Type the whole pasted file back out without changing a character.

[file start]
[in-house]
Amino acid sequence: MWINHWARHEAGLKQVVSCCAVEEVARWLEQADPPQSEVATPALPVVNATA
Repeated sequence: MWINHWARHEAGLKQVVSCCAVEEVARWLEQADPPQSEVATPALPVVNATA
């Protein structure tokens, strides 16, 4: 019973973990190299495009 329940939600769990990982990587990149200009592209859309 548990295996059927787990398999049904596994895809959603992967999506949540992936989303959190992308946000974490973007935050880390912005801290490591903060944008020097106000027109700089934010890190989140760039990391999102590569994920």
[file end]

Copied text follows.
[in-house]
Amino acid sequence: MWINHWARHEAGLKQVVSCCAVEEVARWLEQADPPQSEVATPALPVVNATA
Repeated sequence: MWINHWARHEAGLKQVVSCCAVEEVARWLEQADPPQSEVATPALPVVNATA
């Protein structure tokens, strides 16, 4: 019973973990190299495009 329940939600769990990982990587990149200009592209859309 548990295996059927787990398999049904596994895809959603992967999506949540992936989303959190992308946000974490973007935050880390912005801290490591903060944008020097106000027109700089934010890190989140760039990391999102590569994920």